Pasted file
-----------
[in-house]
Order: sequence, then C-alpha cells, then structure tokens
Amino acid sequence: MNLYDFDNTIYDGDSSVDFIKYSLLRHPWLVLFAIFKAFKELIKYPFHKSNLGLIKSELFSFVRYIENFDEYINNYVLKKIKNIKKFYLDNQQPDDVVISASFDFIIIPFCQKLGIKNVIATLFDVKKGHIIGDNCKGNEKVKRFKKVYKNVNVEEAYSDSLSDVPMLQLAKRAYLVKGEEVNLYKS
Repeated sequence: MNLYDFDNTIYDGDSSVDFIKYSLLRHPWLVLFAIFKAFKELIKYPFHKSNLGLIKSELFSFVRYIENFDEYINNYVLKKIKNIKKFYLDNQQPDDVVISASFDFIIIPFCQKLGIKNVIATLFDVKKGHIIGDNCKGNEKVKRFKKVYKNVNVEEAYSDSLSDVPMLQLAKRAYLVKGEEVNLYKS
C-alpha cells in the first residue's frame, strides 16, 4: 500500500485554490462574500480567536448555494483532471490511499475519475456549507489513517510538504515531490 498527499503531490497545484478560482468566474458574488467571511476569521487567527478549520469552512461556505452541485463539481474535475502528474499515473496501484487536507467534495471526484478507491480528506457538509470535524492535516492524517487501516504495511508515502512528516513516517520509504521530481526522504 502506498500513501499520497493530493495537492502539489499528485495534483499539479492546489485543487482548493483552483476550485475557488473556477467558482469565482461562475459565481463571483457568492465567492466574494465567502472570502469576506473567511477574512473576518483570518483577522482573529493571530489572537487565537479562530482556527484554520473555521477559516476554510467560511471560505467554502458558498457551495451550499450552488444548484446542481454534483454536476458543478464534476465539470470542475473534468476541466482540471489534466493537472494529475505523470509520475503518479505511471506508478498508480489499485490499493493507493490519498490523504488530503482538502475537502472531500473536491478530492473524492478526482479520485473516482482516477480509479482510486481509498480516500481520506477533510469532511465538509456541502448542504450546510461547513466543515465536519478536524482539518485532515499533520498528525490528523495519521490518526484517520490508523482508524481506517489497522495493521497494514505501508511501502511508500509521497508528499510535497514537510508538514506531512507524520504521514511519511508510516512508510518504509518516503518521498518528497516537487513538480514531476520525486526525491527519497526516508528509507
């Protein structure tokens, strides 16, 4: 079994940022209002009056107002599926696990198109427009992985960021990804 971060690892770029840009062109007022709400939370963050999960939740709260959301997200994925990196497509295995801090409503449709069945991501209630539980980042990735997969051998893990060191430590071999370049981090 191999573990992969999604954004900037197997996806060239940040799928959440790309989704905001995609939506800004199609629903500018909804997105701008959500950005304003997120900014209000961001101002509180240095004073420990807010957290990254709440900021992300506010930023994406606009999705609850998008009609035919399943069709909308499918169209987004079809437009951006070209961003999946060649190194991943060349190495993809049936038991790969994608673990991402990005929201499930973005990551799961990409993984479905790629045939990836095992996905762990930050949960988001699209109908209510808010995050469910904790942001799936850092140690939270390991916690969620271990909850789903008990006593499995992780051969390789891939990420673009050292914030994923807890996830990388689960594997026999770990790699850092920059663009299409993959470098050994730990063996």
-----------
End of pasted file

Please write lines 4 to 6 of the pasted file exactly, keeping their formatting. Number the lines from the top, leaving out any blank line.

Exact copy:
Repeated sequence: MNLYDFDNTIYDGDSSVDFIKYSLLRHPWLVLFAIFKAFKELIKYPFHKSNLGLIKSELFSFVRYIENFDEYINNYVLKKIKNIKKFYLDNQQPDDVVISASFDFIIIPFCQKLGIKNVIATLFDVKKGHIIGDNCKGNEKVKRFKKVYKNVNVEEAYSDSLSDVPMLQLAKRAYLVKGEEVNLYKS
C-alpha cells in the first residue's frame, strides 16, 4: 500500500485554490462574500480567536448555494483532471490511499475519475456549507489513517510538504515531490 498527499503531490497545484478560482468566474458574488467571511476569521487567527478549520469552512461556505452541485463539481474535475502528474499515473496501484487536507467534495471526484478507491480528506457538509470535524492535516492524517487501516504495511508515502512528516513516517520509504521530481526522504 502506498500513501499520497493530493495537492502539489499528485495534483499539479492546489485543487482548493483552483476550485475557488473556477467558482469565482461562475459565481463571483457568492465567492466574494465567502472570502469576506473567511477574512473576518483570518483577522482573529493571530489572537487565537479562530482556527484554520473555521477559516476554510467560511471560505467554502458558498457551495451550499450552488444548484446542481454534483454536476458543478464534476465539470470542475473534468476541466482540471489534466493537472494529475505523470509520475503518479505511471506508478498508480489499485490499493493507493490519498490523504488530503482538502475537502472531500473536491478530492473524492478526482479520485473516482482516477480509479482510486481509498480516500481520506477533510469532511465538509456541502448542504450546510461547513466543515465536519478536524482539518485532515499533520498528525490528523495519521490518526484517520490508523482508524481506517489497522495493521497494514505501508511501502511508500509521497508528499510535497514537510508538514506531512507524520504521514511519511508510516512508510518504509518516503518521498518528497516537487513538480514531476520525486526525491527519497526516508528509507
């Protein structure tokens, strides 16, 4: 079994940022209002009056107002599926696990198109427009992985960021990804 971060690892770029840009062109007022709400939370963050999960939740709260959301997200994925990196497509295995801090409503449709069945991501209630539980980042990735997969051998893990060191430590071999370049981090 191999573990992969999604954004900037197997996806060239940040799928959440790309989704905001995609939506800004199609629903500018909804997105701008959500950005304003997120900014209000961001101002509180240095004073420990807010957290990254709440900021992300506010930023994406606009999705609850998008009609035919399943069709909308499918169209987004079809437009951006070209961003999946060649190194991943060349190495993809049936038991790969994608673990991402990005929201499930973005990551799961990409993984479905790629045939990836095992996905762990930050949960988001699209109908209510808010995050469910904790942001799936850092140690939270390991916690969620271990909850789903008990006593499995992780051969390789891939990420673009050292914030994923807890996830990388689960594997026999770990790699850092920059663009299409993959470098050994730990063996």